US says Syria probably used nerve agent
Calls to intervene in war intensify; White House urges caution
WASHINGTON — The Obama administration said on Thursday that the Syrian government has likely used chemical weapons against its people, but it stopped short of threatening military action against President Bashar Assad.
In a letter to key lawmakers, the White House said US intelligence agencies ‘‘assess with varying degrees of confidence that the Syrian regime has used chemical weapons on a small scale in Syria, specifically the chemical agent sarin.’’
Despite the caveats, the disclosure puts President Obama under more pressure to respond because it is the first time that the United States has joined other countries in suggesting that the Assad government is likely to have deployed chemical weapons over the course of the two-year-old Syrian civil war.
A senior administration official acknowledged that any use of chemical weapons in Syria would cross the ‘‘red line’’ declared by Obama many times in recent months in warnings to Assad. The official, who spoke to reporters on the condition of anonymity to be candid, said the administration was waiting for a ‘‘definitive judgment.’’
Instead of outlining specific action, the administration reaffirmed its support for a comprehensive UN investigation inside Syria to gather concrete evidence. Assad has refused to admit the UN team amid a dispute over the inquiry’s scope.
The US disclosure brought a swift response from Congress, particularly from members who have argued for deeper involvement on the side of the rebels. Senator John McCain, Republican of Arizona, said it was ‘‘pretty obvious that a red line has been crossed.’’
Senior Democrats also voiced concerns. Senate Foreign Relations Committee Chairman Robert Menendez of New Jersey said the Syrian government’s action “forces us to consider all options as to how we act to influence the balance of the conflict.’’
The US conclusions echoed those of Britain, France and Israel, which have suggested in recent days that forces loyal to Assad have probably used sarin. The US assessment was compiled from many intelligence agencies and finalized in recent days.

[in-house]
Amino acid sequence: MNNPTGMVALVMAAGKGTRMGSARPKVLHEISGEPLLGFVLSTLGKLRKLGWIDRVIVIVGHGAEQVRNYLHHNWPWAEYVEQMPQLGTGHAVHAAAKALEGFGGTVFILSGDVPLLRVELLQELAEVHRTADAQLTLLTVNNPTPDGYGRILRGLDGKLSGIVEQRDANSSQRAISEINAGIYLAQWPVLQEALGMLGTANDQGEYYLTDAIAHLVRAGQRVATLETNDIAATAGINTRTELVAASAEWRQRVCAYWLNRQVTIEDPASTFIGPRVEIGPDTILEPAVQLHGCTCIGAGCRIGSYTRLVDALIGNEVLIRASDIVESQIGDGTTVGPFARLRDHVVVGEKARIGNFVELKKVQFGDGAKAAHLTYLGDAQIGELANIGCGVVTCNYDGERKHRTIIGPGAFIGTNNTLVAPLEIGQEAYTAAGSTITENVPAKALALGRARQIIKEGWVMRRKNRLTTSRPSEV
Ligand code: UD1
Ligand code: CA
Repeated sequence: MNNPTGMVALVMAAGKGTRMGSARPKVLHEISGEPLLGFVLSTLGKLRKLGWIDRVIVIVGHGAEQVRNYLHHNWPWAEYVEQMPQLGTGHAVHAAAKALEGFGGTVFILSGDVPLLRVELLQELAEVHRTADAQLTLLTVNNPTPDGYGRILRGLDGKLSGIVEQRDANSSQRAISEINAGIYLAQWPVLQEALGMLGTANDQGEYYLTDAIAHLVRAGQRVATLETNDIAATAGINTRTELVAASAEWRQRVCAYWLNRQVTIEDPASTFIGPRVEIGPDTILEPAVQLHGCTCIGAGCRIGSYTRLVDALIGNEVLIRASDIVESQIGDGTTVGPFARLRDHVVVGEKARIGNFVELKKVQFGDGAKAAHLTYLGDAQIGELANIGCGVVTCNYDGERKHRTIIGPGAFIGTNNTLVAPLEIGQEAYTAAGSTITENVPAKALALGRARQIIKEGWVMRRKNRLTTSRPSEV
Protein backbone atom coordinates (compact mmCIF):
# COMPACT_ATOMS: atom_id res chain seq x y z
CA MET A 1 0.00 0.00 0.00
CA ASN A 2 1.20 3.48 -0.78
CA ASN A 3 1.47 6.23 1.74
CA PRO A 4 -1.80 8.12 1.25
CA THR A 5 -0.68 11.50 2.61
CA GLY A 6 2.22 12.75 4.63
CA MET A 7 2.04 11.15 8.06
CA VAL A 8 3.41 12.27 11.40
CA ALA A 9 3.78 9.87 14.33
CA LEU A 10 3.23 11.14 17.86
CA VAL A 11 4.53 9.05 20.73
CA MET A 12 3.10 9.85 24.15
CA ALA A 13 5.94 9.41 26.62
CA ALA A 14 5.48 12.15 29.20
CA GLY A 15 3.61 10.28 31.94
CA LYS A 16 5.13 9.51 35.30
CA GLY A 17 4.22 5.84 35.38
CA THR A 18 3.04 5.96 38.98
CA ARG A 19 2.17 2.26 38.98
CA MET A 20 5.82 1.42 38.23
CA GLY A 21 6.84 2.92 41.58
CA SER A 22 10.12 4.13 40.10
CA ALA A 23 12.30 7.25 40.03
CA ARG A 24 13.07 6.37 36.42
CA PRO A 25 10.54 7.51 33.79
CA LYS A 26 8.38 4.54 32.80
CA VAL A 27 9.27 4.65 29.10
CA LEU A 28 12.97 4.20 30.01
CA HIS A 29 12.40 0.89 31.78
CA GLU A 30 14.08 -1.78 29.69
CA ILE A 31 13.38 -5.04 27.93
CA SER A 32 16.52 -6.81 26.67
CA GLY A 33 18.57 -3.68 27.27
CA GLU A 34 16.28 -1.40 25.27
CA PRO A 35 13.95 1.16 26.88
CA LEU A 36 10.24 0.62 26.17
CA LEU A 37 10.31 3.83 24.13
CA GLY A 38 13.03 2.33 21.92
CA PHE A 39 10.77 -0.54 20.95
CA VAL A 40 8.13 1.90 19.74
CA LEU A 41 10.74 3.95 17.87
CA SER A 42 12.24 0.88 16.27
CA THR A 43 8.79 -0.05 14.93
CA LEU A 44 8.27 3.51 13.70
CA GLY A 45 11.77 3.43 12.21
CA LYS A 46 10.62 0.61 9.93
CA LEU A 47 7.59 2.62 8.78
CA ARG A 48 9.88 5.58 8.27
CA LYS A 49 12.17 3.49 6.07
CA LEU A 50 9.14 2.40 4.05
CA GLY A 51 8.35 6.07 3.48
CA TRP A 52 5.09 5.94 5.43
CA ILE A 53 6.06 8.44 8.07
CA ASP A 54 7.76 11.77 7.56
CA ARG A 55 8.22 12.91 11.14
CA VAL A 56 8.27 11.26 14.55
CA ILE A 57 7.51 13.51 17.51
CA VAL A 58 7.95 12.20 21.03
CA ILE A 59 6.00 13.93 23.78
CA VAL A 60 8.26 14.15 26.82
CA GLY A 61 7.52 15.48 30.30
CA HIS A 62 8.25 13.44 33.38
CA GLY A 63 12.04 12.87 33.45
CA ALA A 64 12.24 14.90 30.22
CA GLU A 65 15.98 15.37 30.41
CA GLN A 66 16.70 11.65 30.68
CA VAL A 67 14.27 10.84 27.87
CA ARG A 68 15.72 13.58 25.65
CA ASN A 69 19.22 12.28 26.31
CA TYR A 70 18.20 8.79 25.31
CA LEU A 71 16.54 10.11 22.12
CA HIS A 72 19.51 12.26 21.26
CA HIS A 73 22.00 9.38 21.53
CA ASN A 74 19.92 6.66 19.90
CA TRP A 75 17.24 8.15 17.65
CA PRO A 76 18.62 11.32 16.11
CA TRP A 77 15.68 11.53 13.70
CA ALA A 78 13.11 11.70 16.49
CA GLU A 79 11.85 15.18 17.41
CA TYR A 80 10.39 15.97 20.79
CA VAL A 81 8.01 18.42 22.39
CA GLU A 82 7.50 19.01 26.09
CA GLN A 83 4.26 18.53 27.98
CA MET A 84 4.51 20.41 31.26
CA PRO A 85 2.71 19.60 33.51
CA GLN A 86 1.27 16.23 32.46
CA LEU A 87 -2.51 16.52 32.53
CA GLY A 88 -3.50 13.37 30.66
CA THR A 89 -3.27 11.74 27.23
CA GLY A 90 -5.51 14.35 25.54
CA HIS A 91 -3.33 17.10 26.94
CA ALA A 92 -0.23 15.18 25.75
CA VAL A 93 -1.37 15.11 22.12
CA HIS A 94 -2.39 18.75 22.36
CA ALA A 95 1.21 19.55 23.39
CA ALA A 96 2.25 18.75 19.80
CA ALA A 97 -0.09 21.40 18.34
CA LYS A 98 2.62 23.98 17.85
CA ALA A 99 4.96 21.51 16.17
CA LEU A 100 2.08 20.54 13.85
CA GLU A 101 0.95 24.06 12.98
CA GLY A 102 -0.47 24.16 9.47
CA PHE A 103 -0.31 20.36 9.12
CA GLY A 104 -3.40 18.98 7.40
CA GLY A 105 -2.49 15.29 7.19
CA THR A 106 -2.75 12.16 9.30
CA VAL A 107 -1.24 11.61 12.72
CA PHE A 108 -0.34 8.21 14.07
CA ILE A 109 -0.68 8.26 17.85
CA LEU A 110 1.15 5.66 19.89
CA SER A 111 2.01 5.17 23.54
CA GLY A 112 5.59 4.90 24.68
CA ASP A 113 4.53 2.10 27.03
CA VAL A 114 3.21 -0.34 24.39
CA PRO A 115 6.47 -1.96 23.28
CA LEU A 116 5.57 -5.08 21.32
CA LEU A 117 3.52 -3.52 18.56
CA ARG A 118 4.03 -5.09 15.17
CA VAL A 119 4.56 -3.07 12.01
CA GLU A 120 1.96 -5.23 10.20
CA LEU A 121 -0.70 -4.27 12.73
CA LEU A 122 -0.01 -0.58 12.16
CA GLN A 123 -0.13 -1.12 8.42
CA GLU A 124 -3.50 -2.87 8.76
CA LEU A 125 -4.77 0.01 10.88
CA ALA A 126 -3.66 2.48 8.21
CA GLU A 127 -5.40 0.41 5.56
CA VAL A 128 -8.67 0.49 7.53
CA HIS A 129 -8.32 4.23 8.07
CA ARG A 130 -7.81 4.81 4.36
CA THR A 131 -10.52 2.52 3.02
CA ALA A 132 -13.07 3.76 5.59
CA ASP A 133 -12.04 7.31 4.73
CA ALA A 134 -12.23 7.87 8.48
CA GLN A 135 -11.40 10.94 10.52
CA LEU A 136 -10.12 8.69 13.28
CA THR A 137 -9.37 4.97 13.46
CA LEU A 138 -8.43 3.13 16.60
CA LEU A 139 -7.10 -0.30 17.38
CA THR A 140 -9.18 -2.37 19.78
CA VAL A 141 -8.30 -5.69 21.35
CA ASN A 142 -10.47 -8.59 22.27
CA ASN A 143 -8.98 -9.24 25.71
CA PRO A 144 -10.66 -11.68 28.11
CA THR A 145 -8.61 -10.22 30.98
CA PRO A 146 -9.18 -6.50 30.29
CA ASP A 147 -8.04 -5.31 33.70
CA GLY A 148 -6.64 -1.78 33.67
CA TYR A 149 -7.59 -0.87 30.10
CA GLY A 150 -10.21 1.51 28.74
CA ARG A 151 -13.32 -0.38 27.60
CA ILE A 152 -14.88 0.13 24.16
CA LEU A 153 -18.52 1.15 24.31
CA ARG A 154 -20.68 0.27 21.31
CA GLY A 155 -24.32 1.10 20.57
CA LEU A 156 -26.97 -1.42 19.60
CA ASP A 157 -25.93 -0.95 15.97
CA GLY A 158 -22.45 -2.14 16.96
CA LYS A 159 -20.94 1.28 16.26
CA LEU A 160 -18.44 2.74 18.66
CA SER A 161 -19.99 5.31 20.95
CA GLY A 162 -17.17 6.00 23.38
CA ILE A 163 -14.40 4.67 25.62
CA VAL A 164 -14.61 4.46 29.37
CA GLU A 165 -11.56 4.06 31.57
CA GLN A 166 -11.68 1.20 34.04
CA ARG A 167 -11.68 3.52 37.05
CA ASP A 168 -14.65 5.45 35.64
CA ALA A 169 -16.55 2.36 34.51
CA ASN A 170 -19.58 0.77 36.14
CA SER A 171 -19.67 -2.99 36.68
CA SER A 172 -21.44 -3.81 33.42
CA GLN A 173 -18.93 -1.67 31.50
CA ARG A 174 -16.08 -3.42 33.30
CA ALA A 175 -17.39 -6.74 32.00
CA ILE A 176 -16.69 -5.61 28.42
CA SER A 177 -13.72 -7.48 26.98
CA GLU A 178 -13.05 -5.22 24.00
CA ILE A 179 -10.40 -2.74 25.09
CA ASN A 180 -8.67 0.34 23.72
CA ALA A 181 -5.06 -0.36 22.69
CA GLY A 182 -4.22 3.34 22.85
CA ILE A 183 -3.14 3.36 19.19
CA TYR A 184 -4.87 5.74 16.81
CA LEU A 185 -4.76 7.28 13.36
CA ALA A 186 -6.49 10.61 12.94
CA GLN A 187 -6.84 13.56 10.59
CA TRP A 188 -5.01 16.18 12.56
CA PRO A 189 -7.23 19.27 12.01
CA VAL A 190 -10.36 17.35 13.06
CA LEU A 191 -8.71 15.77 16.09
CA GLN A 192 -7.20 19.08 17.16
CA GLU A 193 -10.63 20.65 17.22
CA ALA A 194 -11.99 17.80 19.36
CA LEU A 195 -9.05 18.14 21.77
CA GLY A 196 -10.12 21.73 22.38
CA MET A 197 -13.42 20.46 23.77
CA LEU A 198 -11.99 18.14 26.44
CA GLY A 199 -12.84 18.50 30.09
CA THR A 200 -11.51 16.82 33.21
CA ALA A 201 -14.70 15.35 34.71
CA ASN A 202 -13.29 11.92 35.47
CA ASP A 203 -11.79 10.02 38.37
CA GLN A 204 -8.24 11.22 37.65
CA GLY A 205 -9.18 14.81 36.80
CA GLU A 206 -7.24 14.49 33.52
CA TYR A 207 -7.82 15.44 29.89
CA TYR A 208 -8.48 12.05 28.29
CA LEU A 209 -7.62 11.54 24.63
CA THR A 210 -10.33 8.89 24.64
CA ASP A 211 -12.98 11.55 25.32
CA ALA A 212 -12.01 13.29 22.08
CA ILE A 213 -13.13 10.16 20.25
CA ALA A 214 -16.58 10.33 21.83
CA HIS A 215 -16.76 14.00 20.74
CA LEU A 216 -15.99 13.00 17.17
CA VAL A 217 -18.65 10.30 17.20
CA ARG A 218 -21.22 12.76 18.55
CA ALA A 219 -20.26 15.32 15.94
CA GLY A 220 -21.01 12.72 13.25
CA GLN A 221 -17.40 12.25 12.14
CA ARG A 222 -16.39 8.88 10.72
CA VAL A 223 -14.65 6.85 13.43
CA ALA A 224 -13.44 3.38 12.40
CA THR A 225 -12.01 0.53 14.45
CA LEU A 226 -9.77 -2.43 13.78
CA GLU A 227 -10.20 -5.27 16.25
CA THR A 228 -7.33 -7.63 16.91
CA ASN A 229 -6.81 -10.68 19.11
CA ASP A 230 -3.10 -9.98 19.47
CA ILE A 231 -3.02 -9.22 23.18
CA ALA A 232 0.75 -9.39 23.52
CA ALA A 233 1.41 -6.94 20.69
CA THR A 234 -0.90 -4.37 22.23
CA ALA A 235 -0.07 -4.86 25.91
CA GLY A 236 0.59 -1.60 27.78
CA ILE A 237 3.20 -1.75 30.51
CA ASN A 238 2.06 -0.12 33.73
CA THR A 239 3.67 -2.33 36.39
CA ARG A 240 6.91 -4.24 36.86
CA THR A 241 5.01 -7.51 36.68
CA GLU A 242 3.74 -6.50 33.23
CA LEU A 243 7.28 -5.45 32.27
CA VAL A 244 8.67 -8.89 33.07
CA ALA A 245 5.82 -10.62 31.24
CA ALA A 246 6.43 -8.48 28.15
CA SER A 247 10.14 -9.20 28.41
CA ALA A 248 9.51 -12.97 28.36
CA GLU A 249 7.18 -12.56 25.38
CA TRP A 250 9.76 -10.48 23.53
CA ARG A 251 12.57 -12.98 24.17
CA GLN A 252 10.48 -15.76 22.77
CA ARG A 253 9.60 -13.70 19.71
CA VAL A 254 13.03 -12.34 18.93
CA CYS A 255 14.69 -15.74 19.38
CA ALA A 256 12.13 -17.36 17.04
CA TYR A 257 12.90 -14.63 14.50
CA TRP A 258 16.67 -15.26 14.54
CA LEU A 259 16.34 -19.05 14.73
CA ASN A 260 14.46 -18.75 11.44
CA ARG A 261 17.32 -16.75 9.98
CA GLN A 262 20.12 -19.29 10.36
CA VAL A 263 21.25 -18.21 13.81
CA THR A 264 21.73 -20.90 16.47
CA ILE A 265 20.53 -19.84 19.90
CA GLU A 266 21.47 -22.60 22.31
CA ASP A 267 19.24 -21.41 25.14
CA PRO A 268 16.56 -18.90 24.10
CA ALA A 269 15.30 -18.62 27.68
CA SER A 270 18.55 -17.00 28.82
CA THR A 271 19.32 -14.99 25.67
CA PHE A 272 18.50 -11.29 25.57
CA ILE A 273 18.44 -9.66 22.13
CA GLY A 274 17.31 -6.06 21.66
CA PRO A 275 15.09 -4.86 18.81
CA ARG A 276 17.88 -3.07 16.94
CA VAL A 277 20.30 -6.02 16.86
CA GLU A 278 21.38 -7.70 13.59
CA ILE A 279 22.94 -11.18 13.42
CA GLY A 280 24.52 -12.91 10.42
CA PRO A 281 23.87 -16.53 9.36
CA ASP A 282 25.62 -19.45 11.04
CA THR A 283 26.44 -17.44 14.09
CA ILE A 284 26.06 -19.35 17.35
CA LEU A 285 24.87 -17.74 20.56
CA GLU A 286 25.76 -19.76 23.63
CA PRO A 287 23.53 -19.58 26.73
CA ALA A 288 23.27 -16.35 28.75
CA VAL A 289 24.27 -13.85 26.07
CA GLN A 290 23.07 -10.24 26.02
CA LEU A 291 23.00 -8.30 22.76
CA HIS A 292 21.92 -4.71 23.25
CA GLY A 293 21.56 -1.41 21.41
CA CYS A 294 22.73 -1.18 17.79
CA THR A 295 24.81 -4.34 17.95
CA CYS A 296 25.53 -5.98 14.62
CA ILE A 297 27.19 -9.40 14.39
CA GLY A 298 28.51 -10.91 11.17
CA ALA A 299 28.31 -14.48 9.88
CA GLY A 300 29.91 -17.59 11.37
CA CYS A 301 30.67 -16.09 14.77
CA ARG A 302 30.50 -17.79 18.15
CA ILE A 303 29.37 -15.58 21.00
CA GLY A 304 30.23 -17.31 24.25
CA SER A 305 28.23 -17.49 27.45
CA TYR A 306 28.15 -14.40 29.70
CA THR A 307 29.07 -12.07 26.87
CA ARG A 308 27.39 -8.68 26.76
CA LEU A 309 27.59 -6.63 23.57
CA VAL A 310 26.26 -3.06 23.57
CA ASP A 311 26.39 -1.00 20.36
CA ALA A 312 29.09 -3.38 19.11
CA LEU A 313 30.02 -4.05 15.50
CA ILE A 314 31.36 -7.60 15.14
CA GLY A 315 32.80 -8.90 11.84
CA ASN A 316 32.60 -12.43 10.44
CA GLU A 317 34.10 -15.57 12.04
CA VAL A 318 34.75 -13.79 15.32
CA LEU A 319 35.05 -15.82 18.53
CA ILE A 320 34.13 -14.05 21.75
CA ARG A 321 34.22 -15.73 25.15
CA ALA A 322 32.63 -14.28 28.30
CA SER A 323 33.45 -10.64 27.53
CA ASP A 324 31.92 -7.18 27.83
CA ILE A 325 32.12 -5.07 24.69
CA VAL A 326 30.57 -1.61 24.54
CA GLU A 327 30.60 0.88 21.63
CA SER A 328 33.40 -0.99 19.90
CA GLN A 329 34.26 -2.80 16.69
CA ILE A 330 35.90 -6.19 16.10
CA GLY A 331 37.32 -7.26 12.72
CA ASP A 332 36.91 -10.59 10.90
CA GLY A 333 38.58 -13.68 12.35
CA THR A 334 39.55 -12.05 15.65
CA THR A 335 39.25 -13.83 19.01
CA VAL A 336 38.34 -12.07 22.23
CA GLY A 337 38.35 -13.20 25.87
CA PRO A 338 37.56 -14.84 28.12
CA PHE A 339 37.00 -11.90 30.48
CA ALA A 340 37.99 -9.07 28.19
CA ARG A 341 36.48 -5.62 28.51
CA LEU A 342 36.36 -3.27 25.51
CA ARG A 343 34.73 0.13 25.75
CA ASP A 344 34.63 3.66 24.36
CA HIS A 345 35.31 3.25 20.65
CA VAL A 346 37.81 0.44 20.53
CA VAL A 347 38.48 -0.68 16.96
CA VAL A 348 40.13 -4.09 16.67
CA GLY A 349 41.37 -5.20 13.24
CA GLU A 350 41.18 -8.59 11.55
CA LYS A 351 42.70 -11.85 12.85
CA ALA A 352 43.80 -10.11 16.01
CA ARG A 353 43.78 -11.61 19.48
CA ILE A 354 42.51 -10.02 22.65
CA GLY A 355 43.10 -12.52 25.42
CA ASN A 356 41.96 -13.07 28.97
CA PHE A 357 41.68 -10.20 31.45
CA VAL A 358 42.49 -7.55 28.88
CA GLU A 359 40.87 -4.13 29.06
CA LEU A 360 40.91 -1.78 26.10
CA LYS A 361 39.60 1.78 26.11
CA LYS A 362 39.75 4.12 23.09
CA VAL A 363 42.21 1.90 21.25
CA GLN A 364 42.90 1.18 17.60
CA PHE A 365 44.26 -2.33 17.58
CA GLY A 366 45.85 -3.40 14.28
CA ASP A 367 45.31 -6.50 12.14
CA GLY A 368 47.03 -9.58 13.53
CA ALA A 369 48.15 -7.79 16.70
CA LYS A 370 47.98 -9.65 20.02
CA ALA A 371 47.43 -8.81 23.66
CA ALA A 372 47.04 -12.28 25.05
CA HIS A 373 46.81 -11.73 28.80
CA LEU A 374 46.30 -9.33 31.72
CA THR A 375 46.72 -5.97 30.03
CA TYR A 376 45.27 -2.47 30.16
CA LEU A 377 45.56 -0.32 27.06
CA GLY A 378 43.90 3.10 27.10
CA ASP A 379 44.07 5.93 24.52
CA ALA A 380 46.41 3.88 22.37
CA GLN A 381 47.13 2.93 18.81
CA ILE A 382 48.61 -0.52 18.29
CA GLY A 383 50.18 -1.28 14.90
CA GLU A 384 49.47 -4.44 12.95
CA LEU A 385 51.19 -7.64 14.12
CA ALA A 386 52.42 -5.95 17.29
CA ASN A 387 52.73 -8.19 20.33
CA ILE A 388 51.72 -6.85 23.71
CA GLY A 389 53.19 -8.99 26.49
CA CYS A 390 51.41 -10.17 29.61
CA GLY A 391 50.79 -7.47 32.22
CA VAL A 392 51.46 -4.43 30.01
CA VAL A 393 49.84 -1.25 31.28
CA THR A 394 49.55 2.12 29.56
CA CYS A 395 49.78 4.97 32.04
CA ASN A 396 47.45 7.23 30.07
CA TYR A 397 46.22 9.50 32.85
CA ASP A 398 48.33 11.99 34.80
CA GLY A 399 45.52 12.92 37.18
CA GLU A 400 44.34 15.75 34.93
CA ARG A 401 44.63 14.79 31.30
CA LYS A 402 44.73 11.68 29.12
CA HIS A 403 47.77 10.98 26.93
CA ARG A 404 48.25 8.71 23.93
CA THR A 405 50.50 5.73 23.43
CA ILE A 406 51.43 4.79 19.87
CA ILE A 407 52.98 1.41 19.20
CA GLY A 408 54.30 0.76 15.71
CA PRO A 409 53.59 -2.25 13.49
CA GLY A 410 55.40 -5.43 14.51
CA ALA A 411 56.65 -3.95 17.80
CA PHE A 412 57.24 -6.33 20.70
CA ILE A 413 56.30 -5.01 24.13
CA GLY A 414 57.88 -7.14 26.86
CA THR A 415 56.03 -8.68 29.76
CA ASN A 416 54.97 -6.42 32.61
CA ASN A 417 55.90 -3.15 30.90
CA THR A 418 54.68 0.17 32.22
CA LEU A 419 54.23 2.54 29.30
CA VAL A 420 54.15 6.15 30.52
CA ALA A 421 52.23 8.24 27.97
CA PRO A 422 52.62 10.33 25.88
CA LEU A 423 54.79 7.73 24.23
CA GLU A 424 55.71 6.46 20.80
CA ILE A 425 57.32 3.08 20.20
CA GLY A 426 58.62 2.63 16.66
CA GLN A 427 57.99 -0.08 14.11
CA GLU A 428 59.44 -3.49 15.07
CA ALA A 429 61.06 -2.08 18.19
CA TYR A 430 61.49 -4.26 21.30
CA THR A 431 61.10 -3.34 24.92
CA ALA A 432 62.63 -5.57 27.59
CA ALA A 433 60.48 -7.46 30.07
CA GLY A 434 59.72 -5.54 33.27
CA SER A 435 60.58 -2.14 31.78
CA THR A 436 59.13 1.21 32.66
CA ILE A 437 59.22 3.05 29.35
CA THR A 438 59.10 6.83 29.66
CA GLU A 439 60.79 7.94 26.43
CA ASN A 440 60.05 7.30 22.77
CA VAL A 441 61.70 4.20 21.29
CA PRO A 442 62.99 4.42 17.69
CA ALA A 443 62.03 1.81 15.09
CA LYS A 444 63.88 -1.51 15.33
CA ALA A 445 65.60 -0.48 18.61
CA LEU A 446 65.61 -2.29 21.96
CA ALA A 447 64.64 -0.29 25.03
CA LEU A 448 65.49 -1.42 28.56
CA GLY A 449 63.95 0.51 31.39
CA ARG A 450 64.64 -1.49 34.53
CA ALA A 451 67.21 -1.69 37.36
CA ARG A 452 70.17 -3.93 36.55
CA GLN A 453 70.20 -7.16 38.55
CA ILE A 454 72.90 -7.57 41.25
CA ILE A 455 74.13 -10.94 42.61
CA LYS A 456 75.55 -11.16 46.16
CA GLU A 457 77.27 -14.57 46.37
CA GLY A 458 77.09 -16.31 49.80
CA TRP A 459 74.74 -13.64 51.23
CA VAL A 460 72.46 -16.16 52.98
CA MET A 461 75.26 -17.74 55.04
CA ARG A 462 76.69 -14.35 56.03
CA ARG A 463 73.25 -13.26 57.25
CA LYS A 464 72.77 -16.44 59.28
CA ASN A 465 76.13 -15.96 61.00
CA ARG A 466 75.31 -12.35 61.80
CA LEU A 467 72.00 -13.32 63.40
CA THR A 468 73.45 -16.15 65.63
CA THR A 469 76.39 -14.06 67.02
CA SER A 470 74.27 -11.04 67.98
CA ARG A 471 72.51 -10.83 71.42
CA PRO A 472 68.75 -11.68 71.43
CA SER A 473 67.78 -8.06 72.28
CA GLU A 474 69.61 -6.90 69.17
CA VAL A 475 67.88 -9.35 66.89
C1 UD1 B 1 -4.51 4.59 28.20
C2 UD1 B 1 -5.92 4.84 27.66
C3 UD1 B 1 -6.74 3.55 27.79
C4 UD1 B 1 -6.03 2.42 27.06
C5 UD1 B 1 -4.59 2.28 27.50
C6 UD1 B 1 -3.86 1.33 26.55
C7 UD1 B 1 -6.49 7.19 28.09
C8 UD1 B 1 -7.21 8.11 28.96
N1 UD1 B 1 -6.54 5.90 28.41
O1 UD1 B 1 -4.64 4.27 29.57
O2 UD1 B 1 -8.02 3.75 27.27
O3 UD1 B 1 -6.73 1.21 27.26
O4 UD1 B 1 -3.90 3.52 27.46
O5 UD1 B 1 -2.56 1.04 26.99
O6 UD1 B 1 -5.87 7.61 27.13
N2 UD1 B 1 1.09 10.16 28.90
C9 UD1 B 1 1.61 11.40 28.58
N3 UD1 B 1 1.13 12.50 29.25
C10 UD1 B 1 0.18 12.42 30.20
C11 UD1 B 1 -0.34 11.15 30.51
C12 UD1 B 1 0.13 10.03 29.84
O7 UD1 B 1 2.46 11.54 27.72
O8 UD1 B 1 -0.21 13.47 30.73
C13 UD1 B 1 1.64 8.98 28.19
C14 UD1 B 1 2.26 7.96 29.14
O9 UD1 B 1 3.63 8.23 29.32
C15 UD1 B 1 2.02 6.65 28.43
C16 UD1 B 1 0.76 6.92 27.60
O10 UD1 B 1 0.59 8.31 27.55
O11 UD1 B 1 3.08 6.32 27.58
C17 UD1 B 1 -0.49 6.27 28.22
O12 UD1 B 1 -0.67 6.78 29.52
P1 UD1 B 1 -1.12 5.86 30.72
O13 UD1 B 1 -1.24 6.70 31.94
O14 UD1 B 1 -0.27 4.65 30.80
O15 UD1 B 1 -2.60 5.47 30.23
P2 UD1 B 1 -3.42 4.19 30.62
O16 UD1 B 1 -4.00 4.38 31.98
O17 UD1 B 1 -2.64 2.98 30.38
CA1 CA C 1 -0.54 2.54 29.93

The White House made it clear, however, it is resisting congressional and international calls to arm the Syrian rebels or take direct military action against Assad’s forces.
‘‘The United States and the international community have a number of potential responses available, and no option is off the table,’’ said the White House letter, which was addressed to McCain and other lawmakers.
Defense Secretary Chuck Hagel, who was traveling in the Middle East, was the first US official to describe the new findings. He did not say how the administration would respond but noted, ‘‘My job is to give the president options. . . . We’ll be prepared to do that.’’
Syria possesses one of the world’s largest inventories of chemical weapons, including sarin and other nerve agents banned by an international treaty that Assad’s government has refused to sign. US officials have expressed concerns that the lethal material could fall into the hands of extremists within the Syrian opposition or Hezbollah, the militant group fighting with Syrian troops.
Pentagon officials have said that it could take tens of thousands of US troops to secure Syria’s chemical weapons as long as the civil war is raging.
US officials invoked the mistakes of the Iraq War as they urged caution. The administration of George W. Bush invaded in 2003, based on notoriously erroneous intelligence that Iraq possessed weapons of mass destruction.